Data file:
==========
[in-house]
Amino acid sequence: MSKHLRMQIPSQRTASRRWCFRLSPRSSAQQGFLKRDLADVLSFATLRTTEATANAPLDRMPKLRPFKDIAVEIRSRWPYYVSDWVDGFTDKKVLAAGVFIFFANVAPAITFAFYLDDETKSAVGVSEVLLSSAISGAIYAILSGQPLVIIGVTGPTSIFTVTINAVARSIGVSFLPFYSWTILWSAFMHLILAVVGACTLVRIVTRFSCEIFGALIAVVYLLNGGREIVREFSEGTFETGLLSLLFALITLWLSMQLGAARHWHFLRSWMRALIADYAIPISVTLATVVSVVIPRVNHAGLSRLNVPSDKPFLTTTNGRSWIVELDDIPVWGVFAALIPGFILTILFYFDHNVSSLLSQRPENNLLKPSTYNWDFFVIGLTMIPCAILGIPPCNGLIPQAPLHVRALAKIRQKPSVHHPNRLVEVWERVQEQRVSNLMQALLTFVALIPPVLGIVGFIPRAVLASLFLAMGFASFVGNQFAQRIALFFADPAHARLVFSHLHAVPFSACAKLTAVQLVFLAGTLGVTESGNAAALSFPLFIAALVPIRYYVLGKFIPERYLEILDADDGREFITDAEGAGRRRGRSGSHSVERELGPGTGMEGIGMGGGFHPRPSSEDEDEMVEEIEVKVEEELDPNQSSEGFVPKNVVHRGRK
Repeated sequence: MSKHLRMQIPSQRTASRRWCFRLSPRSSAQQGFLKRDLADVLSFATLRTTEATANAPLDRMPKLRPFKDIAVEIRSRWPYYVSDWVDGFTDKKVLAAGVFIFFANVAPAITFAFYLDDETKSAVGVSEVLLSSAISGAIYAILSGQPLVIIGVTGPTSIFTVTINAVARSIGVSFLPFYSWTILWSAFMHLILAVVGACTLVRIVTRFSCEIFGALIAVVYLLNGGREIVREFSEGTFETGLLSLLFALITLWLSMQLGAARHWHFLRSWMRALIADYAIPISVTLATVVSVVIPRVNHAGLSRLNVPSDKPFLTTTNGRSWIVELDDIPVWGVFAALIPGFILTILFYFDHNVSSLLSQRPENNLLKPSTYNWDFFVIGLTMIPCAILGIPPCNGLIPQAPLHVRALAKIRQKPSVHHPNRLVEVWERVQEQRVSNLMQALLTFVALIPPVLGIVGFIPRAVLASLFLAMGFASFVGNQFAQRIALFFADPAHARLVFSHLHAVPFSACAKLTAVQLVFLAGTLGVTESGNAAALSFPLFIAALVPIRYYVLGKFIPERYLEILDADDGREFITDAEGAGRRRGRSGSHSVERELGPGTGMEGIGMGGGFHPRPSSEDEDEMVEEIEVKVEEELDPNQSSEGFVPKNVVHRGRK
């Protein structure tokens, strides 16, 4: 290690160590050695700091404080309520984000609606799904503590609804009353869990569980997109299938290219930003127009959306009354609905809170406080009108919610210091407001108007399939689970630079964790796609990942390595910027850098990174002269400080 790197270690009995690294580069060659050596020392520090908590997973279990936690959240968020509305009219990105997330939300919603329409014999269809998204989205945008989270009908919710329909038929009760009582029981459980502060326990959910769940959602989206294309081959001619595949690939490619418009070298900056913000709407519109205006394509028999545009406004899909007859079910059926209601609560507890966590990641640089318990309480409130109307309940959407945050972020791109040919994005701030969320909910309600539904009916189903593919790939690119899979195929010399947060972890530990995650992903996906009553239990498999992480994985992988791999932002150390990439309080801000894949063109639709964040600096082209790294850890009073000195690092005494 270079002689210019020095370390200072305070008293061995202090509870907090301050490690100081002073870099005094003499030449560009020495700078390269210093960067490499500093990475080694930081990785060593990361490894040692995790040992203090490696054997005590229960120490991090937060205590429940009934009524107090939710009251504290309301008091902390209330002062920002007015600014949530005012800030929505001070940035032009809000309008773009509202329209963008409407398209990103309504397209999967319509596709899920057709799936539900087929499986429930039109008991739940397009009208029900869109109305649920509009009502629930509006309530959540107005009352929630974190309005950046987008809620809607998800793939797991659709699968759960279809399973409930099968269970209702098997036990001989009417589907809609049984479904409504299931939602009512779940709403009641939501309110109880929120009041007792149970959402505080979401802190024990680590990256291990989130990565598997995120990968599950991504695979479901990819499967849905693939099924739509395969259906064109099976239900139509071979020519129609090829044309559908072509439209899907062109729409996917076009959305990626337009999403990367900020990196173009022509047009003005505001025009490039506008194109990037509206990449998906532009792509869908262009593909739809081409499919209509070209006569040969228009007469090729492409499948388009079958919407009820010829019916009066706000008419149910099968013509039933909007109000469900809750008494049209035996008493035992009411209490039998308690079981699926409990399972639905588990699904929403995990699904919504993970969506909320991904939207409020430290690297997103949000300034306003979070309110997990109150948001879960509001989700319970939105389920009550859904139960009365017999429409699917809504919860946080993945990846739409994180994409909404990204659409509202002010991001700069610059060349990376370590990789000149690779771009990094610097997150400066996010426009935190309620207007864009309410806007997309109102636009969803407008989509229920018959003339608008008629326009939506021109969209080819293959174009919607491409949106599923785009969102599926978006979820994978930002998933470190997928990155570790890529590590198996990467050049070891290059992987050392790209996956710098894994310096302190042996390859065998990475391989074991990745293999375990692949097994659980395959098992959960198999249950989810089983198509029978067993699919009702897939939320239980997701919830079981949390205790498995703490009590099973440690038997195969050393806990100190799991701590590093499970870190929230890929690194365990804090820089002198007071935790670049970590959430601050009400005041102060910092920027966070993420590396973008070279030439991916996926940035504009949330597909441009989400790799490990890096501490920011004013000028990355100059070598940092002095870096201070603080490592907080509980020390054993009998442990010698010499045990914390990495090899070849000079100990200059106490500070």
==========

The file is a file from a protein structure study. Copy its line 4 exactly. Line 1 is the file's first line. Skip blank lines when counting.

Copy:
């Protein structure tokens, strides 16, 4: 290690160590050695700091404080309520984000609606799904503590609804009353869990569980997109299938290219930003127009959306009354609905809170406080009108919610210091407001108007399939689970630079964790796609990942390595910027850098990174002269400080 790197270690009995690294580069060659050596020392520090908590997973279990936690959240968020509305009219990105997330939300919603329409014999269809998204989205945008989270009908919710329909038929009760009582029981459980502060326990959910769940959602989206294309081959001619595949690939490619418009070298900056913000709407519109205006394509028999545009406004899909007859079910059926209601609560507890966590990641640089318990309480409130109307309940959407945050972020791109040919994005701030969320909910309600539904009916189903593919790939690119899979195929010399947060972890530990995650992903996906009553239990498999992480994985992988791999932002150390990439309080801000894949063109639709964040600096082209790294850890009073000195690092005494 270079002689210019020095370390200072305070008293061995202090509870907090301050490690100081002073870099005094003499030449560009020495700078390269210093960067490499500093990475080694930081990785060593990361490894040692995790040992203090490696054997005590229960120490991090937060205590429940009934009524107090939710009251504290309301008091902390209330002062920002007015600014949530005012800030929505001070940035032009809000309008773009509202329209963008409407398209990103309504397209999967319509596709899920057709799936539900087929499986429930039109008991739940397009009208029900869109109305649920509009009502629930509006309530959540107005009352929630974190309005950046987008809620809607998800793939797991659709699968759960279809399973409930099968269970209702098997036990001989009417589907809609049984479904409504299931939602009512779940709403009641939501309110109880929120009041007792149970959402505080979401802190024990680590990256291990989130990565598997995120990968599950991504695979479901990819499967849905693939099924739509395969259906064109099976239900139509071979020519129609090829044309559908072509439209899907062109729409996917076009959305990626337009999403990367900020990196173009022509047009003005505001025009490039506008194109990037509206990449998906532009792509869908262009593909739809081409499919209509070209006569040969228009007469090729492409499948388009079958919407009820010829019916009066706000008419149910099968013509039933909007109000469900809750008494049209035996008493035992009411209490039998308690079981699926409990399972639905588990699904929403995990699904919504993970969506909320991904939207409020430290690297997103949000300034306003979070309110997990109150948001879960509001989700319970939105389920009550859904139960009365017999429409699917809504919860946080993945990846739409994180994409909404990204659409509202002010991001700069610059060349990376370590990789000149690779771009990094610097997150400066996010426009935190309620207007864009309410806007997309109102636009969803407008989509229920018959003339608008008629326009939506021109969209080819293959174009919607491409949106599923785009969102599926978006979820994978930002998933470190997928990155570790890529590590198996990467050049070891290059992987050392790209996956710098894994310096302190042996390859065998990475391989074991990745293999375990692949097994659980395959098992959960198999249950989810089983198509029978067993699919009702897939939320239980997701919830079981949390205790498995703490009590099973440690038997195969050393806990100190799991701590590093499970870190929230890929690194365990804090820089002198007071935790670049970590959430601050009400005041102060910092920027966070993420590396973008070279030439991916996926940035504009949330597909441009989400790799490990890096501490920011004013000028990355100059070598940092002095870096201070603080490592907080509980020390054993009998442990010698010499045990914390990495090899070849000079100990200059106490500070």